Photo credit: Allison Wu
After being furloughed from my bartending gig at The Jasper, a first-of-its-kind cocktail bar in the heart of Carytown, I quickly discovered that cocktails just don’t taste the same when you make them at home. The ice in my fridge is no good for shaking or stirring. It’s messy (and sticky) to make syrups on the stove. Not to mention how annoying it is to juice citrus at home. Plus, after a ‘tail or two— I’m not so hot on my feet. And playing bartender at home, even if just for me and my fiancé, gets old fast. So, I turned to wine. Pour, sip, repeat. It’s easy. And sharing a bottle (or three) with friends feels way more approachable than being stuck shaking booze every time someone’s glass runs low. That being said, I’m the first person to admit: wine shops can be, uh, confusing. There’s so much to choose from: regions, styles, grapes, producers… the list goes on. Labels are pretty, but relying on them alone can lead you to a paper-dry red when you were really craving a bright rosé. Luckily, there is one way to narrow it down.
Fast forward to the pandemic, and I was buying juice by the case.
I prefer to shop from small-scale, organic producers, and farmers when it comes to my food. I’m a regular at the local butcher shop. And while I adore the taste of Miller High Life, I err on the side of local when it comes to my brews. It’s no surprise that I would be drawn to the world of natural wine. I first learned about what would later become my passion after working at Saison Market for a year. Even though I wasn’t learned in the world of wine quite yet, I knew that the bottles I kept coming back to were “natural.” Fast forward to the pandemic, and I was buying juice by the case.
The Morning After
Though there are many reasons to go natural, this one is popular: hangovers. It’s a struggle for me to get my eight cups of water in (Quinton helps!), so you can imagine that I promptly noticed how I felt the next morning after a night of natural wine compared to ‘tinis or house-reds at the local neighborhood bar. Natural wine is generally very low in sulfites, even sulfite-free in many cases. In my experience, natural wine simply doesn’t bring the same next-day fog as conventional wine.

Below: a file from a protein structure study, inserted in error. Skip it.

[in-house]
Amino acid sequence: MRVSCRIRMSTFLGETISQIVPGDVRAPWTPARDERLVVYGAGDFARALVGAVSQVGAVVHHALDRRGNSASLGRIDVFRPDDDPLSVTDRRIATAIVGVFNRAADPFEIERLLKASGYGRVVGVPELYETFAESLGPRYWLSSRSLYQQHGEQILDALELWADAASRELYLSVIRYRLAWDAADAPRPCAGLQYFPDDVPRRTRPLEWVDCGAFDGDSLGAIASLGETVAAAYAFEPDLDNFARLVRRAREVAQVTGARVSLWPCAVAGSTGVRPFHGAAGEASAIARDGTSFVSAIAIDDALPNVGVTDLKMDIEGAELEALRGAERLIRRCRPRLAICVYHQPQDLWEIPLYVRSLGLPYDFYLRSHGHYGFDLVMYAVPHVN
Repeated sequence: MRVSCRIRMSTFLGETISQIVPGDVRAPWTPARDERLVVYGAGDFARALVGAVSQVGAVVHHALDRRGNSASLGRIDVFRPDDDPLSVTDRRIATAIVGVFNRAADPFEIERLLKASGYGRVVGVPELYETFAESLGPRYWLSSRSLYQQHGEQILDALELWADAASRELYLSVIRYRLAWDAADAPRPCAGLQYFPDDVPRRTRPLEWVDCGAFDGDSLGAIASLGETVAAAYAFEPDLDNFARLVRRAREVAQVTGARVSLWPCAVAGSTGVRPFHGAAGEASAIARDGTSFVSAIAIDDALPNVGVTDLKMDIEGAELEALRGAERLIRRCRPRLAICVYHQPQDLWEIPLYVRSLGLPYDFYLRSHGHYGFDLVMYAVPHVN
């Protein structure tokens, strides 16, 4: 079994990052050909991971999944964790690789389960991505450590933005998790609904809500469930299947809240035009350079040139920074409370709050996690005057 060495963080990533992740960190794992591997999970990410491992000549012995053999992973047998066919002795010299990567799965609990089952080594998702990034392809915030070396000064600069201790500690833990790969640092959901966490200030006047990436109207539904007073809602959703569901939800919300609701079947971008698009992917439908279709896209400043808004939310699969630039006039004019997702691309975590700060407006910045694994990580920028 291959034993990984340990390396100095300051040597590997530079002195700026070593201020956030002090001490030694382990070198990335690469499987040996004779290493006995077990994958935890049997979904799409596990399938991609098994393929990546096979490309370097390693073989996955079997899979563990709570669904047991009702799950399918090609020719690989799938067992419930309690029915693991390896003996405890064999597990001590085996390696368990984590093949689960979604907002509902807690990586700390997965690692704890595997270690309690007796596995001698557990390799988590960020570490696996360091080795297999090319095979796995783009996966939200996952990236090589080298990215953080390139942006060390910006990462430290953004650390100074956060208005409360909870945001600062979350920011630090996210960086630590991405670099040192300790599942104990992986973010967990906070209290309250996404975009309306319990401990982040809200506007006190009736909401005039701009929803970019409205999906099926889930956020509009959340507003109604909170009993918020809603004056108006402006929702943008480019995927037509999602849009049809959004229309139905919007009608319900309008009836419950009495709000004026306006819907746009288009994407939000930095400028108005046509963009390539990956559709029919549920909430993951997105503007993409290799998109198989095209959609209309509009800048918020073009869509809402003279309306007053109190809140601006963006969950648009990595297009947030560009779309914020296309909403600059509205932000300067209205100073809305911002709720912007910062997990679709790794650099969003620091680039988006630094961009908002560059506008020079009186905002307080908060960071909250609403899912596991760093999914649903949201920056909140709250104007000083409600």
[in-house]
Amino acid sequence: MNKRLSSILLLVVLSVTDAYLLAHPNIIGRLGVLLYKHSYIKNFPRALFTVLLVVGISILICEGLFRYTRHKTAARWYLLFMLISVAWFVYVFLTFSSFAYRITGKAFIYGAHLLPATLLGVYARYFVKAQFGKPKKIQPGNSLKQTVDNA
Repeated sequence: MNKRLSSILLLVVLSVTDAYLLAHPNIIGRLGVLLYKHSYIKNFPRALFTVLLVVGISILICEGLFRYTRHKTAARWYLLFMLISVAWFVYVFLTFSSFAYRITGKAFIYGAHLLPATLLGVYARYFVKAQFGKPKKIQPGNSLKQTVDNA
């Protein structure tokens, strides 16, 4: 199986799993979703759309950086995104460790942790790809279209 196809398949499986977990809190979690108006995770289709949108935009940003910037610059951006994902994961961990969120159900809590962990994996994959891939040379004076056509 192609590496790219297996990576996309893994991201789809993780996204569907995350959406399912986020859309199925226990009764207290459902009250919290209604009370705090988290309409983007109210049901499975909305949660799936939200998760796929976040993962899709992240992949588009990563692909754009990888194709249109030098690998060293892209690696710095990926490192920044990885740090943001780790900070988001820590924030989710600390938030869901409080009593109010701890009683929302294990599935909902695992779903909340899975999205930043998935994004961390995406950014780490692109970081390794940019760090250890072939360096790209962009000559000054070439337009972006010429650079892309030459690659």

Live and Let Live
Natural wine is “low-intervention,” meaning that the vintner allows nature to run its course, only stepping in when necessary. See: biodynamic farming. Similarly, the vintners don’t rely on machines to harvest grapes, which often results in unwanted additives—like spiders and other creepy crawlers—getting into your juice. Grapes are carefully handpicked to ensure only the best of the best gets into your bottle. Vintners tend to stick with native yeasts when it comes to fermenting the fruits of their labor. No harmful pesticides or herbicides here! Many farmers will plant other types of produce, like tomatoes, amongst the grapes for the sake of biodiversity, also allowing farm animals to roam free in order to eat weeds and yes— poo (because it’s good for the soil, okay!). Biodiversity = delicious wine.
Finding natural wine is easy— you just have to know where to look. While I adore a label that’s easy on the eyes (peep my Instagram!), the label on the back is actually the one to read. A trustworthy importer/distributor, like Jenny and Francois, Plant Wines, and Native Selections (to name a few), all prioritize natural wine. Plus, once you’ve got a handle on some of the producer names, like Krista Scruggs, Ruth Lewandowski or Martha Stoumen, it’s easy to find them in good company amongst other like-minded vintners.
Natural wine prizes transparency, the power of nature, and lauds the beauty of process and the diligent patience of those who devote their lives to it.
Despite my cocktail career coming to a grinding halt, my desire to learn never did. I find joy sitting at home with a glass of wine, learning all about the vintner and their history, the land, their process. It’s not only interesting— it’s important. Natural wine prizes transparency, the power of nature, and lauds the beauty of process— and the diligent patience of those who devote their lives to it. In the words of wine writer Isabelle Legeron: “It is a tiny drop in a big ocean, but, oh my, what a drop.”
— Emma Siobhan McLaughlin